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terest, and possessing a certain wild poetry all its own, and though

These scenes to careless eyes may seem
Irregular and rough and incomplete,


they have a peculiar charm to the artist, a charm. hard to put into words. A terra incognita this to the majority of Englishmen, who as a rule know little of the romantic beauties of their own land out of the hackneyed paths of tourist travel. Those who are fond of untamed nature, of fresh scenes and curious people and customs, would find a rich reward on taking a summer ramble in this neglected corner of old England.

Taking the villages in their order from Cromer, there is Overstrand with its picturesque ivy-grown and ruined church, desolate and devastated. Some of the old tombstones here bear the signs of having formerly possessed exceedingly fine brasses, but now all about is in ruinous decay:

O'er their words defaced

Grow weeds and nettles of the waste.

Next comes Sidestrand, with the solitary round tower of its decayed and dismantled church standing boldly out upon the very verge of the storm-swept cliffs, surrounded by its forsaken churchyard, a very picture of desolation. Then after passing through a pleasant stretch of green country comes Trimingham; the church here was once upon a time (as the fairy stories have it) of great interest, but alas! it has been effectually 'restored.' Save the mark! If we were rightly informed, at the time of this so-called

restoration even its ancient brasses and inscribed tombstones were not spared, being ruthlessly covered with cement and overlaid with trumpery modern tiles that have no story to tell. The church is of little interest now; of old it was the resort of many a pious pilgrim, who went thither from afar to worship at the shrine which contained (or was supposed to contain) no less a relic than the head of John the Baptist! By the way, I wonder how many heads John the Baptist had. If all the skulls exhibited as sacred relics in various churches in mediæval times belonged to this saint, he must have possessed at least a score of heads, of which peculiarity history gives no record. Alas! how easy it is to make an old building look like new, but a new building can never be made old. These ancient churches of our forefathers that are scattered throughout the land, hoary with age, having the bloom of centuries upon them, are sacred possessions; their time-worn walls are eloquent of the past, their grey stones tell their own story. But too often the 'restoration' of such means nothing less than the destruction of their history; the precious gift of antiquity improved away, neither money nor tears will give it us back. About another two miles further, following the coast, and eight miles altogether from Cromer, brings us to the little fishing village of Mundesley. Charmingly situated this remote hamlet, in a dip of the cliffs just where a tiny friendly river loses itself in the sea. The Ship Inn here is clean and homely, with a pleasant little lawn looking on to the sea.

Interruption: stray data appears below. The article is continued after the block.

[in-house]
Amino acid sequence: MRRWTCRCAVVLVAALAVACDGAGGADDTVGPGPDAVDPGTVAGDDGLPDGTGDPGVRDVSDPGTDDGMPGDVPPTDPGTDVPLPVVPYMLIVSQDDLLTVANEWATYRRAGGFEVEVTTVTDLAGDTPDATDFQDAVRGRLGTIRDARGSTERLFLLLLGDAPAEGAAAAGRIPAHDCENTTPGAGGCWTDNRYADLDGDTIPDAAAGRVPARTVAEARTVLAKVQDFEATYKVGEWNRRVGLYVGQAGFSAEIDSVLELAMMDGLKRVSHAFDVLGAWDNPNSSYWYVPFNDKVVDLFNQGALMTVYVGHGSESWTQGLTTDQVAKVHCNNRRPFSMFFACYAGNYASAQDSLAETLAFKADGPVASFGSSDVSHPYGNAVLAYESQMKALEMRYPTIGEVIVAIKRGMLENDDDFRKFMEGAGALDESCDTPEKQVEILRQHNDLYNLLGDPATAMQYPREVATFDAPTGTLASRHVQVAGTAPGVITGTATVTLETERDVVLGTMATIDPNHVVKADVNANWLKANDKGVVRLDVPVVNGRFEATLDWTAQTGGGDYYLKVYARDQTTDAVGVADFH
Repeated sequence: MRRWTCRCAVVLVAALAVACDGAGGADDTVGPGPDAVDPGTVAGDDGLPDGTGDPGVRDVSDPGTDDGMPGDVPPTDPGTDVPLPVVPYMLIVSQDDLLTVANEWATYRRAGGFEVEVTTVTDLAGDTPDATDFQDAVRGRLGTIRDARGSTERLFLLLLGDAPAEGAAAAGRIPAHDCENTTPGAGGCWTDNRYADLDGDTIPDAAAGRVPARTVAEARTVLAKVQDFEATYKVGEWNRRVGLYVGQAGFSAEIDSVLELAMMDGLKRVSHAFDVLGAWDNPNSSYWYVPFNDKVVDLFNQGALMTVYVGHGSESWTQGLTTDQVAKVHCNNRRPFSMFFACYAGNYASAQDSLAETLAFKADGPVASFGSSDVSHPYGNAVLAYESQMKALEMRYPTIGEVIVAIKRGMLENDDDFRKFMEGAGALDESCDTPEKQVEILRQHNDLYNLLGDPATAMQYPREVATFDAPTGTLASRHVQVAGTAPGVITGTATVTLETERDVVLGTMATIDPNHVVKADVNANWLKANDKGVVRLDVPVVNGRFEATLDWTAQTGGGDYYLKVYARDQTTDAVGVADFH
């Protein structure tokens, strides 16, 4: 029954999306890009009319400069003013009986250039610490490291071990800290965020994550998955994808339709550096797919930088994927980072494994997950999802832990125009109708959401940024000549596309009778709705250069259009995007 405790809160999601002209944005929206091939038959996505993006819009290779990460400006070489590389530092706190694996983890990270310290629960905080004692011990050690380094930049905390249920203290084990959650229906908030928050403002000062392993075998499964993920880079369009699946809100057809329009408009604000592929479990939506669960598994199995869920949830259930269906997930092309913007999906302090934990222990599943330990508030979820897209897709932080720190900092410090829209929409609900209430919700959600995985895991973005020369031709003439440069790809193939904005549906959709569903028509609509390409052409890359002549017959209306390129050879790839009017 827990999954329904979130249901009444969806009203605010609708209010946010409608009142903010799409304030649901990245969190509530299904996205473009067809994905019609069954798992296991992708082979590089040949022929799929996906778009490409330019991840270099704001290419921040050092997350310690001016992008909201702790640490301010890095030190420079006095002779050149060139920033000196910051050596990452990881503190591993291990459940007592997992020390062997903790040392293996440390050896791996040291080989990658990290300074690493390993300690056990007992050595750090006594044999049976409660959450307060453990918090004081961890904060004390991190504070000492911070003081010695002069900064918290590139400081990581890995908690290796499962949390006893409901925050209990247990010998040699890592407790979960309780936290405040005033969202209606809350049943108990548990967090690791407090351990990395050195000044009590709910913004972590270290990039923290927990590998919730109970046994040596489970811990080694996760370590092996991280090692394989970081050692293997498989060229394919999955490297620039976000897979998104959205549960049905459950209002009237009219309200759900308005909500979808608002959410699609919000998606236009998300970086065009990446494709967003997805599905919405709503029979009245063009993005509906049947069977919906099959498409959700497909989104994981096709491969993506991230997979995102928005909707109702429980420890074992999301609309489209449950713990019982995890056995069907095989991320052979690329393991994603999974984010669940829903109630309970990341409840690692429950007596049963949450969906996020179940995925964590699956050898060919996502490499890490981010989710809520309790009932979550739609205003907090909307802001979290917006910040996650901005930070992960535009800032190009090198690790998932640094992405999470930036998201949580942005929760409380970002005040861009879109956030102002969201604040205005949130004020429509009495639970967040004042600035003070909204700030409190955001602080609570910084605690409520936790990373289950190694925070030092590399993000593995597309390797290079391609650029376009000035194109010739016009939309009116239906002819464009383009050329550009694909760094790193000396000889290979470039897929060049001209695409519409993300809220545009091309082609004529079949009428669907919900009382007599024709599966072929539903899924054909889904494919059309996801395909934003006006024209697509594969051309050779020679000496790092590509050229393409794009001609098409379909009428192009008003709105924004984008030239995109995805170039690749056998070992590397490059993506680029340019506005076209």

Let us now once more return to Cromer, which,

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after our out-of-the-way wanderings beyond railways, gives one the impression of being almost gay. The lone Norfolk shore upon which many a gallant ship has left its ribs, is not lonely here. Cromer is now a get-at-able place; the railway is surely but effectually driving all the romance out of it, but the country round about is full of interest and will remain unspoilt for many a year yet. Perhaps one of the most interesting walks from the place is to Felbrigg Hall, only some three miles away. The house, situated in a finely timbered park, is a magnificent and well-preserved specimen of a Jacobean mansion, and repays a visit. This charming estate formerly belonged to the Windham family. The last owner of that name, known as 'Mad Windham,' sold the property, house, land, ancient pictures, furniture and all, to a wealthy Norwich merchant, a Mr. Kitton; and a local saying has it, with more wit than one generally finds in such things:

Windham has gone to the dogs,

But Felbrigg has gone to the kittens.

Out of Cromer it was collar-work for some distance. The first part of our stage was decidedly hilly, but on reaching the high ground we were well rewarded for our climb, for we had wide views all around over a beautiful country, a country of hill and dale, of wandering streams and waving woods. The prospects that opened out before us ever and again. were most charming. The curious round towers of the churches gave a special character to the landscape ; had it not been for these, we might easily have imagined ourselves in some picturesque part of Q

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